What’s Next: WebStorm 2023.1 Roadmap

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Last month, we rolled out WebStorm 2022.3, our final major update of 2022. We’d like to thank all of you who have already tried it and shared your thoughts with us! We’ve had an overwhelming amount of feedback, with the new UI being the absolute leader in the number of mentions.

We’re still processing your feedback to understand what worked well and what could be improved. In the meantime, we want to share our plans for the next release, which is scheduled for the end of March 2023.

Technology-specific improvements

  • Astro support. We’re going to add support for the Astro framework (WEB-52015). For starters, we want to make sure that at least the basic functionality like syntax highlighting and code completion works well. We’ll support more advanced features if there’s time for that.
  • Prisma support. Although we didn’t announce our plans regarding Prisma ORM support in the previous roadmap, we did work on adding it between the 2022.3 and 2023.1 releases. For now, the support will be available via a separate plugin, but we’ll consider bundling it next year. Please see WEB-50449 for more information.
  • Further improvements for Vue. We fixed over 40 Vue-related issues in WebStorm 2022.3. There are a few more issues we’d like to fix in the next release to improve the Vue support. We plan to provide completion for custom component events (WEB-52121) and support the type cast syntax in the template expressions (WEB-55049). Additionally, we’ll make WebStorm automatically import components and other symbols when copying and pasting template code between components (WEB-32784). This will work for Angular, too.
  • New features for Angular. In addition to WEB-32784, we want to implement two new features for Angular. For v15, we’ll add an inspection that suggests using ngSrc instead of src for img (WEB-58267). Also, symbols like enums used outside of a template or component will be automatically imported on code completion or when using a quick-fix (WEB-58268).
  • Better support for Svelte. Svelte support has been available as a separate plugin for a few years now. We haven’t been able to invest resources into Svelte much lately, so unfortunately, the quality of the support has deteriorated. We want to make sure your experience with Svelte in WebStorm is better, so we’ll try to fix the most critical issues in the next release. If you use Svelte, it’s a good time to tell us what about the Svelte support concerns you the most. Please leave a comment below, upvote the existing issues, or create a new one here.
  • Tailwind CSS plugin configuration. For Tailwind CSS, we want to make it possible to configure custom class name completion contexts (WEB-48505), custom config file path (WEB-56546), and some other options.
  • A better way to handle file references. Under the hood, there are various ways for WebStorm to handle the files referenced in your current file. For you, this might lead to various problems with performance and misleading documentation. We want to implement a more generic approach to how WebStorm handles file referencing in HTML, CSS, and JavaScript to try to solve these problems.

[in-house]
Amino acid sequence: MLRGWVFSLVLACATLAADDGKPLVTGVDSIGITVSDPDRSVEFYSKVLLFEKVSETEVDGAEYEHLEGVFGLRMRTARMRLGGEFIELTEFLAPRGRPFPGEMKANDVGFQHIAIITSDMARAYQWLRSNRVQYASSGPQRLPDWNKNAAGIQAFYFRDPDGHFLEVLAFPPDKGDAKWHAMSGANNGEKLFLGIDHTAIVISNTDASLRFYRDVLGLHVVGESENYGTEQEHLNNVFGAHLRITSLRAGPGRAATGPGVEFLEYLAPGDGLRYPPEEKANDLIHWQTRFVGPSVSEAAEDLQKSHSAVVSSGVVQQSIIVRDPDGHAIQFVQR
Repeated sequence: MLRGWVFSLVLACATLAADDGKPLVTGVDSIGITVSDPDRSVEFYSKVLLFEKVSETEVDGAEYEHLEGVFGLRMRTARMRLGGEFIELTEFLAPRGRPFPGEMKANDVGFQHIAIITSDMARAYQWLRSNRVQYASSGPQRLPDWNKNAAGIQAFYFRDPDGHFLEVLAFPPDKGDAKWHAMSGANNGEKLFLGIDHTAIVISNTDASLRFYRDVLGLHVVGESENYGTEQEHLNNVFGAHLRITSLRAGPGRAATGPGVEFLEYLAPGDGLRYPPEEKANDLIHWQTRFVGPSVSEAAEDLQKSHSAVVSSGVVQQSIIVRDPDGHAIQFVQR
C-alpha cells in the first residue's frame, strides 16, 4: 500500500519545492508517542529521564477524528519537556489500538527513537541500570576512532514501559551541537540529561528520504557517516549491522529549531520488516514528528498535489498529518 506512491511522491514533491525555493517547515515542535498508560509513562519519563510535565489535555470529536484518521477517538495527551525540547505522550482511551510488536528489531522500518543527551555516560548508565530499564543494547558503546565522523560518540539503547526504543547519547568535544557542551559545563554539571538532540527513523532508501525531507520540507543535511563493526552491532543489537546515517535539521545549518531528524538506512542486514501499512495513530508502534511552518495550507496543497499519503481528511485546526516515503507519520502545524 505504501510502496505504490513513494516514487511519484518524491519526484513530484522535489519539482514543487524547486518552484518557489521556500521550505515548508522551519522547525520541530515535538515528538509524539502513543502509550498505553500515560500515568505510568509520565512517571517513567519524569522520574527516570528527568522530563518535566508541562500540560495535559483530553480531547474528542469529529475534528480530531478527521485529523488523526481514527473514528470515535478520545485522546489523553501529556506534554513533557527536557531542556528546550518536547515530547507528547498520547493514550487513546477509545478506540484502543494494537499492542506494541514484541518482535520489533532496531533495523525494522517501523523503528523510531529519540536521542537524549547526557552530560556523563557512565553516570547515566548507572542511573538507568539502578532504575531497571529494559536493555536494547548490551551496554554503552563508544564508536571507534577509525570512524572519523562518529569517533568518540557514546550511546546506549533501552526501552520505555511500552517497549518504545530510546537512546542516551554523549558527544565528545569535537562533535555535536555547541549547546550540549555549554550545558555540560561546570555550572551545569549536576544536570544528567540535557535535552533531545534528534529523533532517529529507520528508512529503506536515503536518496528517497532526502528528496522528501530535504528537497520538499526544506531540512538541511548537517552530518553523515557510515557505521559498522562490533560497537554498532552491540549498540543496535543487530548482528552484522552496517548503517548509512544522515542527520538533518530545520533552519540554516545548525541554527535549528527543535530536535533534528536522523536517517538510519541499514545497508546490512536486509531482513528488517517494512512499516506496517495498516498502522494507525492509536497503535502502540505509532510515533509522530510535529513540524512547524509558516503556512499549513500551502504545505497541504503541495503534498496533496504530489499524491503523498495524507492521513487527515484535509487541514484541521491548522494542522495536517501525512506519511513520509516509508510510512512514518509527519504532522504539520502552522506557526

General improvements

  • Further work on the new UI. We’re currently processing all the feedback about the new UI and prioritizing the most critical problems. We’d like to thank you once again for reporting those problems to us and upvoting the existing issues! We’ll keep you updated on the changes that will be made to the new UI during the next Early Access Program and will ask for your feedback as we make changes.
  • Performance optimizations. We understand that WebStorm’s performance is a pain point for many of you, so we’ll keep working on fixing performance issues. We also want to look into whether there are any structural changes that could help optimize performance.
  • User onboarding. The “steep learning curve” is the other pain point we hear a lot about from those who are just starting with WebStorm. Over the past few months, we’ve been collecting information about the common problems new users have. Starting next year, we’ll be gradually reworking WebStorm’s user onboarding flow so that new users don’t feel lost or overwhelmed with the IDE.
  • Remote development improvements. A few releases ago, we introduced a new remote development workflow for all JetBrains IDEs. It has been in Beta all this time. We want to make sure we support all the important use cases before moving out of Beta. Please try the new remote development feature and tell us what you think.

That’s about it. We can’t guarantee that all these improvements will be included, but we’ll do our best to make it happen. Stay tuned for information about the upcoming bug-fix update for WebStorm 2022.3 and the start of the next round of the Early Access Program!

P.S. We’re actively looking for people to join our team. If you’d love to be a part of the WebStorm team, check out our three open positions: developer advocate, QA engineer, and senior software developer. If they sound interesting to you, please apply.

The WebStorm team

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